Made by GM, casting dates are represented by a letter (month, "A" = January, "B"= February, "I" is not used) two digits (day of month) and a single digit (last digit of year)My block is a 12555506 and the Date code is M039
These numbers came off the driver and passenger back of engine behind the heads.
Who made the blocks with the M039 or does anyone know what it is?
"I" could be mistaken for "1", so is not used. "M" = 12th month.So my block is at risk of having the number 8 cylinder problems?
Why dont they use I?
#8 cylinder is not the problem with that block, its the bottom end cracking through the piston squirters into the water jacket that it is highly prone to and the 99-2001 gm blocks changed the main caps and were prone to breaking the #2 main cap in half.So my block is at risk of having the number 8 cylinder problems?
Why dont they use I?
the tooling did not cause it, it was gm taking them right from the foundry and machining them without letting them cure first to keep up with the demand, as they cured after being machined it then had the stress risers.'Engine Builder' magazine did an article on the GEP Optimizer back in June 2007: http://www.enginebuildermag.com/Article/1458/the_optimizer_6500.aspx (article is supported with photos)
In the article they discussed some of the main problems with the GM 6.5 blocks. Although the article doesn't reference particular block #'s, in some cases you can infer which blocks are being discussed based on the design description given, e.g; Piston Cooling Jets:
"While machining for piston oiler holes in the main bearing saddles, tooling would occasionaly contact the bottom of the cylinder bores, causing stress risers that have led to cracking"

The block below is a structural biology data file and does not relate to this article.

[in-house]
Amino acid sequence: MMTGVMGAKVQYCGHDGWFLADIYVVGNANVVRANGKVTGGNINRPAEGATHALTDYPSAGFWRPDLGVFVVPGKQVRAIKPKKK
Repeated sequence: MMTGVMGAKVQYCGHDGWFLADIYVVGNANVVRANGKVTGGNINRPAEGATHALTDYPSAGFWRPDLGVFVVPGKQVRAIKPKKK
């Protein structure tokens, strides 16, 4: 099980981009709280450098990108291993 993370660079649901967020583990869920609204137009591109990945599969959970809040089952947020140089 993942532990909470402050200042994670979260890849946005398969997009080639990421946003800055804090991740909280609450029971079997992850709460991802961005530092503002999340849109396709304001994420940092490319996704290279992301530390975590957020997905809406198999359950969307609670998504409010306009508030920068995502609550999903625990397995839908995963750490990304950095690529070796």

If I'm not mistaken, the only 6.5 diesel blocks produced by GM with the oiler jets was the 506. - Apparently though, not all 506 blocks were affected, as it was an "occasional" problem - Luck of the draw there I guess.
the info came directly from bill heath, from what i remember from the conversation when i called about my 506 block and girdles (he says stay far away from them btw)they need to cure because as the casting cools and hardens the metal still shifts, if not allowed to cure fully and is machined it then distorts as it finishes curingThat's interesting, I didn't know that freshly cast engine blocks needed time to cure. Why exactly do they need to cure? How much time do they typically need?
The article is fairly persuasive as it has a photo of (allegedly) a 506 block showing a tooling 'nick' at the bottom of the cylinder bore.
I'm curious to know how you learned about this? There's so much misinformation out there it can be vexing to sort the facts from the myths, especially when two totally differing accounts seem equally plausible.
If it is possible, check in the valley of your block, to see if the Navistar emblem is cast in to it. Also, should have 506 cast (with dots) on the side of the valley...... if you could post up some pics with the intake removed, it would aid us, as our info is a little sketchy. Without the pics, the best we can do is; 2005 March 9.
Hoping mine is a #141#141 block casting was in late 1996 truck production. My march 96 assembled 96 has one in it. It has been an absolutly stable block/heads. ,now over 180.00 miles.& has factory dual thermostats.To my knowledge NO Navastar blocks were installed in the regular production trucks. They were supplied in some warranty paid replacements around Y2K.